The next strange thing was the shop, on stilts, in the middle of the river. Nothing near it, and no customers, but it was definitely a shop. It appeared to sell coconuts, fruit, soft drinks and boxed groceries. It seemed rude to question why it was there, so I didn’t ask. Soon after this we began to see the crocodiles. We saw four or five, but they were hard to photograph, partly because we didn’t want to go too near and partly because they stayed mostly submerged in the cool water – out of the warm sun.
On the way back we saw Giant Fruit Bats. They really do look like the batman motif when they fly and they are surprisingly big.
We took a shortcut through the mangrove forest on the way back, which was pretty but eerie. It made us very happy that we had remembered to use our mosquito repellent before we set off.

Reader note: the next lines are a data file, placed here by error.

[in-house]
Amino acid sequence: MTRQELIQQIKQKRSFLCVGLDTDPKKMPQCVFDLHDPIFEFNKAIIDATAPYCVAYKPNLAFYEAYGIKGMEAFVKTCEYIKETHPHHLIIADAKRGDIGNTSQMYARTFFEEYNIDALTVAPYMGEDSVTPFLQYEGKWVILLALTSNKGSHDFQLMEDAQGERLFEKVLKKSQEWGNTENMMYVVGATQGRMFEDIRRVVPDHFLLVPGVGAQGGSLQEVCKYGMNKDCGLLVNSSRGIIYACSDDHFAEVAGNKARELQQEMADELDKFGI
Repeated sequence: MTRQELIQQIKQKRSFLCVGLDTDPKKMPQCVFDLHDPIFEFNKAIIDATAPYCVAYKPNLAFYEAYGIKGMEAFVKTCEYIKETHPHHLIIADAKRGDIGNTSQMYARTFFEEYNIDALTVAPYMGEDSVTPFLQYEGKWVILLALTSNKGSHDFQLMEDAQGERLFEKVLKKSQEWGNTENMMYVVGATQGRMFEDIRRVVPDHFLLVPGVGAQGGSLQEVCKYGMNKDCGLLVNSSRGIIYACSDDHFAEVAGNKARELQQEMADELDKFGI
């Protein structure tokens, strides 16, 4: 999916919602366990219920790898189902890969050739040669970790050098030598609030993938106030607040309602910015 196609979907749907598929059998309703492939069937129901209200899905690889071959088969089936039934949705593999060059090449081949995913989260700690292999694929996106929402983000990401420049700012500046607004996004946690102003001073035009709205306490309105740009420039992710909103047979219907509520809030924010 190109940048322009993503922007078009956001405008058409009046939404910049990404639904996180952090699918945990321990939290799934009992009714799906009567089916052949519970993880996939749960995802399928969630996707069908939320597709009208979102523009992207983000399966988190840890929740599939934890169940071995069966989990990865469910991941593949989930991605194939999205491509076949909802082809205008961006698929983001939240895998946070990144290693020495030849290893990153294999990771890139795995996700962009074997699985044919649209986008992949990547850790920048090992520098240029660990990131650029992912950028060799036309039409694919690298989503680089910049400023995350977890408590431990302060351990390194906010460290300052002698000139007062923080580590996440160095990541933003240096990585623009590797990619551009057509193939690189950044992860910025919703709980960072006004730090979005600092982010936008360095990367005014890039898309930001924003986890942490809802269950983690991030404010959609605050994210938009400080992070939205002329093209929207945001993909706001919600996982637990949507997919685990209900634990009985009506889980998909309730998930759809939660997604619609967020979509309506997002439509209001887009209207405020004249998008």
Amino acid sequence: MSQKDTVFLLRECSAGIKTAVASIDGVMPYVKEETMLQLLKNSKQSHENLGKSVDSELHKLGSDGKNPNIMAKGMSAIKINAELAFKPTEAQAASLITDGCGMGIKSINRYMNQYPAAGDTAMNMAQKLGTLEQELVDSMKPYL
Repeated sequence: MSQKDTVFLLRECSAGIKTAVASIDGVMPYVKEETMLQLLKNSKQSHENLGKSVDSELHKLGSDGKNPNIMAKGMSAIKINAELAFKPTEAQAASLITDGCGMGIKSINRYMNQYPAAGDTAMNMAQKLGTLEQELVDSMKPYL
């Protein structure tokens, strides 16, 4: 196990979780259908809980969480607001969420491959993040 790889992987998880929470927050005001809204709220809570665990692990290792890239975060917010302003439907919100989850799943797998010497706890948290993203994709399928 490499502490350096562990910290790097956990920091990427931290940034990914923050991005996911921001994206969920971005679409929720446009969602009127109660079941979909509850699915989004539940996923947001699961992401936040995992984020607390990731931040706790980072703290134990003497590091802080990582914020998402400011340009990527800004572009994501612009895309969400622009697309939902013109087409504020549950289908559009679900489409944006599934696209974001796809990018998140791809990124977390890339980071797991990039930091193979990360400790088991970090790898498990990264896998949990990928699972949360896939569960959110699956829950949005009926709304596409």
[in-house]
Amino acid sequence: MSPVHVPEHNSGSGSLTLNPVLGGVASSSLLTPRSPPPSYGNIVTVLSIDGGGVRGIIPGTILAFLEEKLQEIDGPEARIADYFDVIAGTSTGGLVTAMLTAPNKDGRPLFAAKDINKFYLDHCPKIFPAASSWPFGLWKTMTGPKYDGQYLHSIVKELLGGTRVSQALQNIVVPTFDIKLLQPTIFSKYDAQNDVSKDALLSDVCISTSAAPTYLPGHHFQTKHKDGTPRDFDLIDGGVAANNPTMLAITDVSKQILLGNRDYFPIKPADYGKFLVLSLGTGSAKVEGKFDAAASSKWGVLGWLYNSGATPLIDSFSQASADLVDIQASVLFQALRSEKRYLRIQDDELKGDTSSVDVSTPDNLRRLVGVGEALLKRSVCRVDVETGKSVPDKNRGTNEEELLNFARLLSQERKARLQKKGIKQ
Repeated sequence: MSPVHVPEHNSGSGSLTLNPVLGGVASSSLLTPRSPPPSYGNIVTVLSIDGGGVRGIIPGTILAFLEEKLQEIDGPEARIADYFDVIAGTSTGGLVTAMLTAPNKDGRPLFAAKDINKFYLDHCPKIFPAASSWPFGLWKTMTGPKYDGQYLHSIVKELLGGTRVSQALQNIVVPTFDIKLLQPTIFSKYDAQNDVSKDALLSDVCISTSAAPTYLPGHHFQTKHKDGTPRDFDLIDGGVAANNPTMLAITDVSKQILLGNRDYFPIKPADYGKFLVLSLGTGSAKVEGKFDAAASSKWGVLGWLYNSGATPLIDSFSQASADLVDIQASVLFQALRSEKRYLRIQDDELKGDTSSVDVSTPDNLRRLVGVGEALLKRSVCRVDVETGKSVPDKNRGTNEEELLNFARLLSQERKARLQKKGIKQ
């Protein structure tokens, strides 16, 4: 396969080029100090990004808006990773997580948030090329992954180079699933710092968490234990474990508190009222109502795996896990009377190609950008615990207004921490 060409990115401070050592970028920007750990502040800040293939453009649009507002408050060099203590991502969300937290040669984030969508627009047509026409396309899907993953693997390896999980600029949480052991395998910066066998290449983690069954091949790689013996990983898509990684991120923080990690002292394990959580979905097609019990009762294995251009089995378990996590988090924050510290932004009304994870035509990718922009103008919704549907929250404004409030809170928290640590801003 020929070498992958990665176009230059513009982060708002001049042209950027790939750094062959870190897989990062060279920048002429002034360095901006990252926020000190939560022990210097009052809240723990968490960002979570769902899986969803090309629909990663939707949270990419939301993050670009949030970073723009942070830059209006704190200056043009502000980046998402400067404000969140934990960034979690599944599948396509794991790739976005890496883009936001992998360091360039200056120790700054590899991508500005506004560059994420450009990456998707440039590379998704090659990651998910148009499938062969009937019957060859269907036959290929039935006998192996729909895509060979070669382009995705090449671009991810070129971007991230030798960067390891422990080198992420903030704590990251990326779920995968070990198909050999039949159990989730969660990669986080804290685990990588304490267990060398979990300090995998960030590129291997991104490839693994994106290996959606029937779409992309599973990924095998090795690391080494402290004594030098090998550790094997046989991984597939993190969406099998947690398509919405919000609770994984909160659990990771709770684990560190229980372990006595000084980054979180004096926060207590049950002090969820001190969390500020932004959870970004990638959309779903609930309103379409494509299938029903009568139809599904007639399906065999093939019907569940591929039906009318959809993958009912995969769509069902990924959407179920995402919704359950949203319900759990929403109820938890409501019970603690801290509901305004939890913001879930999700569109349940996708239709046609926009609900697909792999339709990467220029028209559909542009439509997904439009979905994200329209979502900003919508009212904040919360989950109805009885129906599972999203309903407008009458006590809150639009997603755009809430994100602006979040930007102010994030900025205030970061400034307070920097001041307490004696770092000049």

We saw egrets, ducks and herons. We also saw a mongoose that was too quick for us to photograph. In total we spent about two hours on the water, we had a fantastic time. It was a great introduction to Sri Lanka, after all this was still our first day there.
If you are going for a short getaway, this is the place to fly from. It is 20 minutes on public transport from London Bridge to the check-in desks, and it is even less from the city. Once you arrive, unless you are unlucky, it will be no more than 10 minutes from station to airside. This airport really shortens your travel time, important if you are only having a few days away.
When you check in, try to get a window seat because the views of London from take off are spectacular. The runway is straight in the direction of the city and the planes fly relatively low over town. This provides passengers with a better prospect of the London skyline than the London Eye, The Shard and the Skygarden combined. If you are lucky enough to have an evening flight arriving into the airport, on your return, you will have an added bonus of the approach into London’s glittering city lights and the glistening river Thames. The takeoff and landing views are worthy of being a London attraction all by themselves.